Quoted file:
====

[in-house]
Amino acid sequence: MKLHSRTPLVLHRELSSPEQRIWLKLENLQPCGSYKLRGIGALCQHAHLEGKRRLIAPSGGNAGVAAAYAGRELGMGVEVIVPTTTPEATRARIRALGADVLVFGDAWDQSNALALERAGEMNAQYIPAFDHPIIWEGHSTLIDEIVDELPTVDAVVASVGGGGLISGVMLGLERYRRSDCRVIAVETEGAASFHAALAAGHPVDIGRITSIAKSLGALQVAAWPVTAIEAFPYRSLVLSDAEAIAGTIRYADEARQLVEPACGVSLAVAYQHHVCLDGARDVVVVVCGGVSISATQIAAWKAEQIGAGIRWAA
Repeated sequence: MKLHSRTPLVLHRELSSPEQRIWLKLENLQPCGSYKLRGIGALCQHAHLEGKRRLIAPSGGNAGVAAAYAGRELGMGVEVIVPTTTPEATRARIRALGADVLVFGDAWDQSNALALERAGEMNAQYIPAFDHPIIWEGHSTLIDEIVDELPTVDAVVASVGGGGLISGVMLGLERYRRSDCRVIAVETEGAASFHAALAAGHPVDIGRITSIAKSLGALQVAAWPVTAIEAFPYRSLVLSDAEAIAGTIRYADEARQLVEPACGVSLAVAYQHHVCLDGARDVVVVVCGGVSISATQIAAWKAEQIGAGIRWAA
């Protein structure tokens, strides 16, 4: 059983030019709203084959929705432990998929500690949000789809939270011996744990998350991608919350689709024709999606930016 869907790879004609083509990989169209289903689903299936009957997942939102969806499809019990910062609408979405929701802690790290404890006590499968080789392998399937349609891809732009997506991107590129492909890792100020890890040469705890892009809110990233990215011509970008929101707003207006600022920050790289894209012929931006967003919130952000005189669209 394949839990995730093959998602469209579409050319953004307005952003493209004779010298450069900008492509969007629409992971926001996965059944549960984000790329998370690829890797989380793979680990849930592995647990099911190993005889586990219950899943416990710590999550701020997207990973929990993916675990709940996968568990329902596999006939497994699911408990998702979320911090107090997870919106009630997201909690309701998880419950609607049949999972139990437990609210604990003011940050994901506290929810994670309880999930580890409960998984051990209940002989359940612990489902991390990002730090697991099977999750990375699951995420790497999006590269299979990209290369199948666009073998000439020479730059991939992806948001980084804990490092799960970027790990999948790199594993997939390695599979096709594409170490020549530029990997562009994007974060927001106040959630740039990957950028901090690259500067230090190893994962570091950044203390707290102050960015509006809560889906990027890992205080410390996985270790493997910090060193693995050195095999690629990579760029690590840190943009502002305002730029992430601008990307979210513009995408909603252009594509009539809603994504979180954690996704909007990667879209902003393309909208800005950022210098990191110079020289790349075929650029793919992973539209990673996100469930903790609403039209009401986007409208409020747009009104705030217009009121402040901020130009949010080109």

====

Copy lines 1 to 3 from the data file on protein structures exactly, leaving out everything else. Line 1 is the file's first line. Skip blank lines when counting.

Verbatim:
[in-house]
Amino acid sequence: MKLHSRTPLVLHRELSSPEQRIWLKLENLQPCGSYKLRGIGALCQHAHLEGKRRLIAPSGGNAGVAAAYAGRELGMGVEVIVPTTTPEATRARIRALGADVLVFGDAWDQSNALALERAGEMNAQYIPAFDHPIIWEGHSTLIDEIVDELPTVDAVVASVGGGGLISGVMLGLERYRRSDCRVIAVETEGAASFHAALAAGHPVDIGRITSIAKSLGALQVAAWPVTAIEAFPYRSLVLSDAEAIAGTIRYADEARQLVEPACGVSLAVAYQHHVCLDGARDVVVVVCGGVSISATQIAAWKAEQIGAGIRWAA
Repeated sequence: MKLHSRTPLVLHRELSSPEQRIWLKLENLQPCGSYKLRGIGALCQHAHLEGKRRLIAPSGGNAGVAAAYAGRELGMGVEVIVPTTTPEATRARIRALGADVLVFGDAWDQSNALALERAGEMNAQYIPAFDHPIIWEGHSTLIDEIVDELPTVDAVVASVGGGGLISGVMLGLERYRRSDCRVIAVETEGAASFHAALAAGHPVDIGRITSIAKSLGALQVAAWPVTAIEAFPYRSLVLSDAEAIAGTIRYADEARQLVEPACGVSLAVAYQHHVCLDGARDVVVVVCGGVSISATQIAAWKAEQIGAGIRWAA